Last month a court in Tajikistan released two pilots, one Russian and one Estonian whose sentencing of 8.5 years in prison escalated the Tajik-Russian tension and caused a retaliation by the former.
By and large, the shenanigans between Russia and Tajikistan is not something new as it tried to raise petroleum tariffs for Tajikistan earlier this year.
This year, Turkmenistan’s leadership received ample attention in the press and in the blogosphere along with other Central Asian leaders given the region’s democratic credentials.
In other news, TAPI has been a bumpy road.
In March of this year, for an unspecified reason, the Uzbek government shut down the Human Rights Watch offices in Tashkent. It is the first time in the organization’s 33 year history that it was kicked out from a country where it was operating. This ends HRW’s 15 year presence in Uzbekistan, since its established its offices following the country’s independence from the Soviet Union.
Much was written in the press and on the Internet about Lola Karimova, the youngest daughter of Uzbek president Islam Karimov, who in May of this year filed a law suit seeking €30,000 (US$43,000) in damages against a French news website Rue89, claiming that it described her as a “dictator’s daughter” and stated that she paid Monica Bellucci, the Italian actress, €190,000 (US$272,000) to appear at a charity event. On July 1, 2011, the French court ruled that the article was both fair and true, and could not be taken as a personal attack – the judge found that there was not sufficient evidence for the charge of libel under French law. But the issue of alleged payments to Belluci was not resolved. Ironically, the opposite of what Karimov’s daughter was trying to accomplish became obvious. The trial exposed human rights violations and the brutality with which the regime deals with opposition as two well-known exiled human rights defenders from Uzbekistan testified for the defense.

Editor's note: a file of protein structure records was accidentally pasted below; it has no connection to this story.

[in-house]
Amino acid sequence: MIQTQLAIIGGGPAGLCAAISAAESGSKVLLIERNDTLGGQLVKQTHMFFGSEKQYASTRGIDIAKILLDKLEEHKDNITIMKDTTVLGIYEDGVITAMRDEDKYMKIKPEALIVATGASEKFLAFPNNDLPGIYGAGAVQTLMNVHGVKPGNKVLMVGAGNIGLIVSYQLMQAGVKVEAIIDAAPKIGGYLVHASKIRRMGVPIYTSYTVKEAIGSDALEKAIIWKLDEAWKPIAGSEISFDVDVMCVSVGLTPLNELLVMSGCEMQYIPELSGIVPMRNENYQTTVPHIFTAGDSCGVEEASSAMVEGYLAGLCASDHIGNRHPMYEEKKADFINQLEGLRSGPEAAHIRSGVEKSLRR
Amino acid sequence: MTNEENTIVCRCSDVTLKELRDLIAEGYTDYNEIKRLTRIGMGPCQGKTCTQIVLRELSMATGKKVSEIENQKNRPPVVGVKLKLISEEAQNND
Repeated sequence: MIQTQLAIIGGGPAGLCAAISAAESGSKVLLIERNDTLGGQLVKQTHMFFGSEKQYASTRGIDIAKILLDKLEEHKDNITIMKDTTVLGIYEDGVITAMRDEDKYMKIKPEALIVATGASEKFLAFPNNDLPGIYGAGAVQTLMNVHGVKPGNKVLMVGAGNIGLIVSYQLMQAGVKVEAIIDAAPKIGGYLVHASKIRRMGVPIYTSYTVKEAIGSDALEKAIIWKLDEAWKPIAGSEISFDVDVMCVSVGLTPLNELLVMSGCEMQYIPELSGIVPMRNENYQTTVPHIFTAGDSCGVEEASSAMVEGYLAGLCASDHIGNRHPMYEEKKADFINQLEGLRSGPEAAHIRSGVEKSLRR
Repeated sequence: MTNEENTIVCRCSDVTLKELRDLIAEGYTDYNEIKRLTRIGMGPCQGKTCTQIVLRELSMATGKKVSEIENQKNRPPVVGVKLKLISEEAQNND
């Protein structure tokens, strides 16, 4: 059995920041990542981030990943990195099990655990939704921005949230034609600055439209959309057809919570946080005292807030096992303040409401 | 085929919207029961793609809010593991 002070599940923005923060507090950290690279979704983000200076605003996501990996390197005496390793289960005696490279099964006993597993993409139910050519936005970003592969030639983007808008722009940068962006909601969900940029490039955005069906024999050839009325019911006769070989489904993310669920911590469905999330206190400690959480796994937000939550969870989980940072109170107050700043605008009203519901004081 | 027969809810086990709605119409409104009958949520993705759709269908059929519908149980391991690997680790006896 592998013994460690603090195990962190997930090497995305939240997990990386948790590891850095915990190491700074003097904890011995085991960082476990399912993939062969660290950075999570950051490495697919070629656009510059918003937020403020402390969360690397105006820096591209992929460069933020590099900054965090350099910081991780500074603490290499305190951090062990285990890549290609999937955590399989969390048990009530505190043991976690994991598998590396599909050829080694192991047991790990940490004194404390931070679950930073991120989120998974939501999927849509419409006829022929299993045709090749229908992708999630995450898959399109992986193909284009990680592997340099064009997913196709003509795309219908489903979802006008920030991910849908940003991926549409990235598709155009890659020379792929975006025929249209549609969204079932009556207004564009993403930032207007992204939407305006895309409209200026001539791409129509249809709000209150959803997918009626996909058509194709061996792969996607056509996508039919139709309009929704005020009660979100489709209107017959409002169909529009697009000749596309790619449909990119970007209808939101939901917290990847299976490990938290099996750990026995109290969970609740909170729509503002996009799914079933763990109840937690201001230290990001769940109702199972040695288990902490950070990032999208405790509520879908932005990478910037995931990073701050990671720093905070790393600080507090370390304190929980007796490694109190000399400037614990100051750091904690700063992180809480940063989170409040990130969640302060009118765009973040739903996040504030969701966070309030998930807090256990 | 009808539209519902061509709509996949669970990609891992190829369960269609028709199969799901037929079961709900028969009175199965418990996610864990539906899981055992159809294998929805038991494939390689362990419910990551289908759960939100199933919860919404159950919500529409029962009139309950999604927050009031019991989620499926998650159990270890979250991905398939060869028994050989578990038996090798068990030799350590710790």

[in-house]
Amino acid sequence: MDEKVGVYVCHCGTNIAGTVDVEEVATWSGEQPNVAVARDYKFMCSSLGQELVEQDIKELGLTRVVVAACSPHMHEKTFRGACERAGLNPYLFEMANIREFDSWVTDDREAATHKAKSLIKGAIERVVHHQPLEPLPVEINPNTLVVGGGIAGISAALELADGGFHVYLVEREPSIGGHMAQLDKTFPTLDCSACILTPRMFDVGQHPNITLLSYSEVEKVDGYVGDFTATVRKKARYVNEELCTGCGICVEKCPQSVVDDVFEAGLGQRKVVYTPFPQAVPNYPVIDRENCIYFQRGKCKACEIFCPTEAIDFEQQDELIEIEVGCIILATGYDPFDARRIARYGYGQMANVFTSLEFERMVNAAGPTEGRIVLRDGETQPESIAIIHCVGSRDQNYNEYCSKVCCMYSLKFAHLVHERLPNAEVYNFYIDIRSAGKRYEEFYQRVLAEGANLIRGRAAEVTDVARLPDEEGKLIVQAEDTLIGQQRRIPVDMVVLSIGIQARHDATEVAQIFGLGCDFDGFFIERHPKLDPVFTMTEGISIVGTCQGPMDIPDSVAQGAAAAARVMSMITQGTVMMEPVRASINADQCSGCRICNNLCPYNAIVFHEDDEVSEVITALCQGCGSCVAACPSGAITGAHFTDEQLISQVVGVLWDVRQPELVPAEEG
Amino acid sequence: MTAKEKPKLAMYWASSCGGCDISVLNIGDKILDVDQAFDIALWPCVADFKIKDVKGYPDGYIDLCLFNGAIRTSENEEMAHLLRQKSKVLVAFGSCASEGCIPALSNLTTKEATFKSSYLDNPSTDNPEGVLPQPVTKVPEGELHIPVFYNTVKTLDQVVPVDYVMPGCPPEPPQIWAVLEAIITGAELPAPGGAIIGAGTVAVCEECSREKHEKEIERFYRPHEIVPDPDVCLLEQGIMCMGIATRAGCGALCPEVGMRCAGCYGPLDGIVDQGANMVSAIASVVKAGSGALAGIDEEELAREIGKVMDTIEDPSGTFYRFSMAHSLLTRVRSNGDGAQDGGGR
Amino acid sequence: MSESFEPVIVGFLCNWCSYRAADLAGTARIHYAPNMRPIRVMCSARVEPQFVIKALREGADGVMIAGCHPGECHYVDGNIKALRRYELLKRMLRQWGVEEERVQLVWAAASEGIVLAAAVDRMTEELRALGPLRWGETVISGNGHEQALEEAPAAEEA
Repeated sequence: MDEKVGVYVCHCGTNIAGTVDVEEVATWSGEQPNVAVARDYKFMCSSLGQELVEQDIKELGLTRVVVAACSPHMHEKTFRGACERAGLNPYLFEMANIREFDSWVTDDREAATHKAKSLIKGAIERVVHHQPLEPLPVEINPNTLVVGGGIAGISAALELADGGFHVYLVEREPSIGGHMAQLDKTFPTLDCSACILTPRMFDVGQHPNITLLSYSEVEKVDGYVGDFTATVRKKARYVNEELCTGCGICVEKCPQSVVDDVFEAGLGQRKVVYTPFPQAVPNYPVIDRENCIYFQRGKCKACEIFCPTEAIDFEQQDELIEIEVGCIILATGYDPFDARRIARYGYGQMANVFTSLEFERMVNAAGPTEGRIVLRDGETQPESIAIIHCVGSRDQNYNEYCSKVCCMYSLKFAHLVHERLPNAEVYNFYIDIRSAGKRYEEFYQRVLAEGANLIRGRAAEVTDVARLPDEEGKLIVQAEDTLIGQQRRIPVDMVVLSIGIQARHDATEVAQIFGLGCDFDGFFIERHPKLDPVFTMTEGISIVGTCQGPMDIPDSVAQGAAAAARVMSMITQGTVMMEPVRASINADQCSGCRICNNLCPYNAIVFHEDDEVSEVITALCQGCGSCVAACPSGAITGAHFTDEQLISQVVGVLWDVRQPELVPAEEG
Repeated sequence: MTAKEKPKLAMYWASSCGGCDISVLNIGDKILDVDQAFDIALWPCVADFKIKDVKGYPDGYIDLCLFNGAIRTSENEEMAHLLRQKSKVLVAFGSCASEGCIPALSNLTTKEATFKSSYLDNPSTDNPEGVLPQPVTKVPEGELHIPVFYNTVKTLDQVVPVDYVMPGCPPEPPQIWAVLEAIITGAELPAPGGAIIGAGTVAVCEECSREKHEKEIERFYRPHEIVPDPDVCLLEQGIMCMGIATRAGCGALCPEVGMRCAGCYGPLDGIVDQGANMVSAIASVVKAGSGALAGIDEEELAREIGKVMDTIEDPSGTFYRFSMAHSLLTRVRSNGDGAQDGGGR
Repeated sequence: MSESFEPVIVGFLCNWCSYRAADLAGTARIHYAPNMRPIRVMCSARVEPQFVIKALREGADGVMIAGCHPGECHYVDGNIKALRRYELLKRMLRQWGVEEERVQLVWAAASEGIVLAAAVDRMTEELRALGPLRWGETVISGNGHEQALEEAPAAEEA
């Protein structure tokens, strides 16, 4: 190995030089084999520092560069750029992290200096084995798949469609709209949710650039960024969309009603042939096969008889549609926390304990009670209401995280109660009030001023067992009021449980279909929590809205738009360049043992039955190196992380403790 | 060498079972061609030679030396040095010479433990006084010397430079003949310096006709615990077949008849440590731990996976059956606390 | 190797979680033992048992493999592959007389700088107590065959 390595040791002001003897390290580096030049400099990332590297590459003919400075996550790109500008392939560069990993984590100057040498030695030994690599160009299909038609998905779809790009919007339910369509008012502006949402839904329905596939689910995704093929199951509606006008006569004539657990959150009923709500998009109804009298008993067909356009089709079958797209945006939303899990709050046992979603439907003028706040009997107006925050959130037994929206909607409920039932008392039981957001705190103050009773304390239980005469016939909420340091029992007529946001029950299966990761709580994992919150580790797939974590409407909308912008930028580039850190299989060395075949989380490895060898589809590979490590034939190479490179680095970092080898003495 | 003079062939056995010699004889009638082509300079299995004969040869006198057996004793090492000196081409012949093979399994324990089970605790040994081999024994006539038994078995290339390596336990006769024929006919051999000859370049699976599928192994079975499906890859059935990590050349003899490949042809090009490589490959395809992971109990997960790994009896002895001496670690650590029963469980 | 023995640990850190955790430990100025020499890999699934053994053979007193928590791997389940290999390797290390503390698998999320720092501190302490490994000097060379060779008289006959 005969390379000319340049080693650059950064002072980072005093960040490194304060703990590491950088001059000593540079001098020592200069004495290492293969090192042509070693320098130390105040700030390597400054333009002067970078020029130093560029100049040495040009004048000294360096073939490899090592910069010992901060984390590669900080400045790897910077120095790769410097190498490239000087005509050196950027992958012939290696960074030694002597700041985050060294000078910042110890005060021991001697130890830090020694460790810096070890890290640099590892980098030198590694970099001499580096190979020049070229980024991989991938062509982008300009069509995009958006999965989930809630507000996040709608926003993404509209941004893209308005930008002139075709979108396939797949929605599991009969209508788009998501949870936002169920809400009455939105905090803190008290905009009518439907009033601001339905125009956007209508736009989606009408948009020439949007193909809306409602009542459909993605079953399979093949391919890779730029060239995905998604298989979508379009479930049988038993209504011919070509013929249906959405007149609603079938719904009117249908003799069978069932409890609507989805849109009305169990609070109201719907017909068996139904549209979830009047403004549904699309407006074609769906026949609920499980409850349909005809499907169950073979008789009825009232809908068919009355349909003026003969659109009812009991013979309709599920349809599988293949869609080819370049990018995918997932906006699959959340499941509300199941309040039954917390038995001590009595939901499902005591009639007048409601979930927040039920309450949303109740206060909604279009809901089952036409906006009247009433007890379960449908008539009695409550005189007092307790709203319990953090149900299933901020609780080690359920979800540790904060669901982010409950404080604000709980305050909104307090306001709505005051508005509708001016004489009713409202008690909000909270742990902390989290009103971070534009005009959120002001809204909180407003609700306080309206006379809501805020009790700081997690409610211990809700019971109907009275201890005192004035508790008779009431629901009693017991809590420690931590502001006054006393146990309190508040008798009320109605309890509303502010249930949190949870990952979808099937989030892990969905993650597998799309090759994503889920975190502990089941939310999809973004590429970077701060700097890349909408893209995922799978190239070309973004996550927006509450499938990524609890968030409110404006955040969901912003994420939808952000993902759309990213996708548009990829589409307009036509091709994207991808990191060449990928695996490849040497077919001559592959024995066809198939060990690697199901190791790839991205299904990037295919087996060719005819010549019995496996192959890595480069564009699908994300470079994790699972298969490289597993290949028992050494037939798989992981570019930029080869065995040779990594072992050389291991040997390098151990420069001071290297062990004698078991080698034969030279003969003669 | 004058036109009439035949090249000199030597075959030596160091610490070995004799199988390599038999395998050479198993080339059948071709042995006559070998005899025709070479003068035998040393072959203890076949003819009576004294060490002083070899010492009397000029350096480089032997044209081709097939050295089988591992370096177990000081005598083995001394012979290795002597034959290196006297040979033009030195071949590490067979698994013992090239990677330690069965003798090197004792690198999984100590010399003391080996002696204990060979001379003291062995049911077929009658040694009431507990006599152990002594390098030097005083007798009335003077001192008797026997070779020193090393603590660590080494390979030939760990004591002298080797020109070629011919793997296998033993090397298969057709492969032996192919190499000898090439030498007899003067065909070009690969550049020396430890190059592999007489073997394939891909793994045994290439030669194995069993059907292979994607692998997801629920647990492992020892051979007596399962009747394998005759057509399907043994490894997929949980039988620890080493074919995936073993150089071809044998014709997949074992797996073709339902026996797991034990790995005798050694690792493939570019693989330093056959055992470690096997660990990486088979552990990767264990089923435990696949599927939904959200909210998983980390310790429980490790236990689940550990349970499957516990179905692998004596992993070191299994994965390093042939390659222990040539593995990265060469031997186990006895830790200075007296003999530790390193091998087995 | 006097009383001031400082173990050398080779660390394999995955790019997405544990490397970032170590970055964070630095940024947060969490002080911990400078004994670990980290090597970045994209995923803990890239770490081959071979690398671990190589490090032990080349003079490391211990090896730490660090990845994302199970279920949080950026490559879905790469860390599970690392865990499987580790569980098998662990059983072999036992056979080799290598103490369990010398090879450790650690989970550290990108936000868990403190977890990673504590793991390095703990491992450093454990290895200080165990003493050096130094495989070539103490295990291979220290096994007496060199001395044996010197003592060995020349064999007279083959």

Ah, Uzbek cotton, always creates a stir in the news every year starting in September when the cotton harvesting season begins in Central Asia. This year was no exception, although some welcoming developments took place. Sixty of the world’s major retailers, including Walmart, Walt Disney, H&M and Adidas agreed to boycott all products known to contain Uzbek cotton. In addition, The European Parliament’s foreign affairs committee unanimously blocked a trade deal that would have lowered the tariffs on EU imports of Uzbek cotton, citing objections to that country’s continued use of forced child labor in its cotton harvests. These are all promising steps.
Don’t forget about U.S. dealings with Uzbekistan. Despite it’s poor human rights record, the West depends on this Central Asian country for supply roots to Afghanistan.
Natural Disasters in the Region:
Russia and Central Asia:
In October Russia signed a free trade agreement with seven other former Soviet republics among which are Kazakhstan, Kyrgyzstan, and Tajikistan. There are reports that Uzbekistan and Turkmenistan might join next year.